Lito Atienza's Blog

A SHOW OF FORCE: article taken from the Manila Standard Today | February 15, 2010

by Fel Maragay

Former President Joseph Estrada and his followers flexed their muscles and demonstrated their strength when a mammoth crowd, estimated at 15,000, showed up at the opening rally of Puwersa ng Masang Pilipino-United Opposition at the historic Plaza Miranda in Quiapo, Manila on Feb. 10. The gathering signaled the start of the election campaign. The crowd was composed of delegations from various cities and towns in Metro Manila.

Estrada says huge crowds like this, a familiar sight in his campaign sorties, have inspired and emboldened him to pursue his wish to recapture power, although his political adversaries continue to peddle the rumor that he would soon chicken out of the fight and switch his support to a fellow presidential contender from the opposition. To the deposed president, such yarn is a cruel joke because this is his last chance for ultimate political vindication, which has been his obsession since he was thrown out of Malacañang and detained about a decade ago.

Former Sen. Ernesto Maceda, PMP-UNO campaign manager, says this impressive show of force “only proves that the public welcomes Estrada’s intent to return to his post in Malacañang and his vow to finish all the pro-poor programs he had initiated” during his interrupted presidency. “The sheer number of people here dwarfs those in our opponents’ rallies and surely belies the results of those surveys claiming the other candidates are ahead of Erap,” the former Senate president and ambassador to the United States adds.

I caught the last hour or so of the rally when Estrada was delivering his speech and I saw that the city square was indeed packed with his partisans. Even after the last candidate had spoken and the event was over, swarms of spectators stayed put, not wishing to leave while entertainer Faith Cuneta was rendering a few more songs, including “Handang Magtiis,” the lyrics of which were crafted by Estrada.

Former Manila Mayor Joselito Atienza,Jr., who is running anew for mayor of the nation’s capital city, and his team of local candidates, notably running mate Councilor Bonjay Isip-Garcia and the aspirants for councilor, were largely credited for mobilizing their constituents into attending the rally.

Earlier in the day, an unfavorable news filtered out from the Commission on Elections related to Atienza’s candidacy. The poll body issued a ruling that Atienza could not run under the banner of the LP-Atienza wing. It declared Atienza as an independent mayoral candidate in Manila and incumbent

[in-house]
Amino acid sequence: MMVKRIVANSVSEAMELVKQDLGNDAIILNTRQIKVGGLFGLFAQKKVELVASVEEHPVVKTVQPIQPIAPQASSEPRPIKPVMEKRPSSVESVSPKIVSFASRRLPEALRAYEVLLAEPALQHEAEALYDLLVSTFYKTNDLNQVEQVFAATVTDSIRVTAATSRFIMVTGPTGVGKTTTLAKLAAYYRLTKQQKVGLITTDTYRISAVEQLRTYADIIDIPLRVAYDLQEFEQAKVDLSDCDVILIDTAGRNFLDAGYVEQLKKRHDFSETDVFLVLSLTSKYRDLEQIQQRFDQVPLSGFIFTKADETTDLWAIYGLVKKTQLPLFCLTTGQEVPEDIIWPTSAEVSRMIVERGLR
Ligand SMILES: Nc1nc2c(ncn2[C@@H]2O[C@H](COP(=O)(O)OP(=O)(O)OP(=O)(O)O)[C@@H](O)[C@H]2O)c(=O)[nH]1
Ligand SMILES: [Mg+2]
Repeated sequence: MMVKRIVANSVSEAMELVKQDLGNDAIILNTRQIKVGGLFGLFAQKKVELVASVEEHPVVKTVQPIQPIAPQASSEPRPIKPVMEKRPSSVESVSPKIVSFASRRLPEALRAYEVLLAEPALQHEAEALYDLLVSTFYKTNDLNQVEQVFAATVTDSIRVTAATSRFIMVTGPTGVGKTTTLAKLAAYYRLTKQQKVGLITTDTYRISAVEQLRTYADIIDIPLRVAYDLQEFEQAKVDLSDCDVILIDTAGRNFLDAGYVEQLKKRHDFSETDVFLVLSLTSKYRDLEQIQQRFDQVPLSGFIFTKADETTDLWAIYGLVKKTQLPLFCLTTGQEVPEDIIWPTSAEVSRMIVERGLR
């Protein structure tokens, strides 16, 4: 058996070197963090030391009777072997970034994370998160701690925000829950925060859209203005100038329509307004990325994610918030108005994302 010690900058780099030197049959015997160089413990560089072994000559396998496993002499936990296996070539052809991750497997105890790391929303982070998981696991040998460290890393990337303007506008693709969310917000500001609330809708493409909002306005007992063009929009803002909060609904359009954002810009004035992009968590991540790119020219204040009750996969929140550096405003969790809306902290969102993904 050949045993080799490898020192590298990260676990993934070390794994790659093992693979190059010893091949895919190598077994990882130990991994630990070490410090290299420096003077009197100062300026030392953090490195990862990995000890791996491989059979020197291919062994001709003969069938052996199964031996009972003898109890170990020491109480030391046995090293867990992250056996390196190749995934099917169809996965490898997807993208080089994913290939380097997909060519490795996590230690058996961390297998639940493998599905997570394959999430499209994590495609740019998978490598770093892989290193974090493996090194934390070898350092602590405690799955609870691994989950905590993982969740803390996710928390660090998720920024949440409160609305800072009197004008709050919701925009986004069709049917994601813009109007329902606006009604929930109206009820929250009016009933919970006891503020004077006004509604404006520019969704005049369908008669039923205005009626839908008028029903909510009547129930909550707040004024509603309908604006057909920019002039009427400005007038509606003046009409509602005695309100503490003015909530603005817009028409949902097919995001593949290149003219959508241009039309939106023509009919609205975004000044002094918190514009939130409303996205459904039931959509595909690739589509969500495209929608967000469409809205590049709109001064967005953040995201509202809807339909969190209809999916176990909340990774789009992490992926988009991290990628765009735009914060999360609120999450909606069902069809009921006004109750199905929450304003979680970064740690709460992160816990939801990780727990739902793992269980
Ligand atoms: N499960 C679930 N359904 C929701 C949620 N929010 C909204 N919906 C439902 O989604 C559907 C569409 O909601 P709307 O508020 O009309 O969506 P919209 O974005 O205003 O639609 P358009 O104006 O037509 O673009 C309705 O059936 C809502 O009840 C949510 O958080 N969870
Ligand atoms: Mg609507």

Mayor Alfredo Lim as the LP official candidate. The decision was in response to a petition from the LP led by Sen. Mar Roxas (president) and former Sen. Franklin Drilon (chairman) asking the Comelec to disallow Atienza from running under the party.

Recall that the Atienza faction had fought bitterly with the Roxas-Drilon faction for control of the LP since 2005, The party was split into two after the Drilon wing withdrew its support from President Gloria Macapagal Arroyo in the wake of the

Hello Garci scandal. Atienza and his group stuck it out with the Arroyo administration but in April 17, 2007 the Supreme Court ruled in favor of Drilon as the duly-elected LP president. Nonetheless, the high court ordered a new election of party officials. But in what Atienza branded as a treacherous act, the Drilon faction expelled him and other members of his wing from the party on the eve of the election held at the Club Filipino in San Juan City in November 2007.

The latest Comelec ruling came as a letdown for Atienza although he had anticipated it. To him, it was a Pyrrhic victory for his opponents because Manilans know how to distinguish the genuine Liberals and from the pretenders and usurpers. Regardless of the ruling, he said “I will remain a Liberal despite what Drilon is claiming. Nobody can take away my identity of my being a Liberal. I am a true Liberal.”

As far as Atienza is concerned, it is simply ridiculous to strip him of his party membership because he has always been identified as a Liberal since he became a party volunteer in his youth. His father, Jose Atienza, Sr., distinguished public servant to three Philippine presidents, was one of the original members of the LP which was founded on November 24, 1945.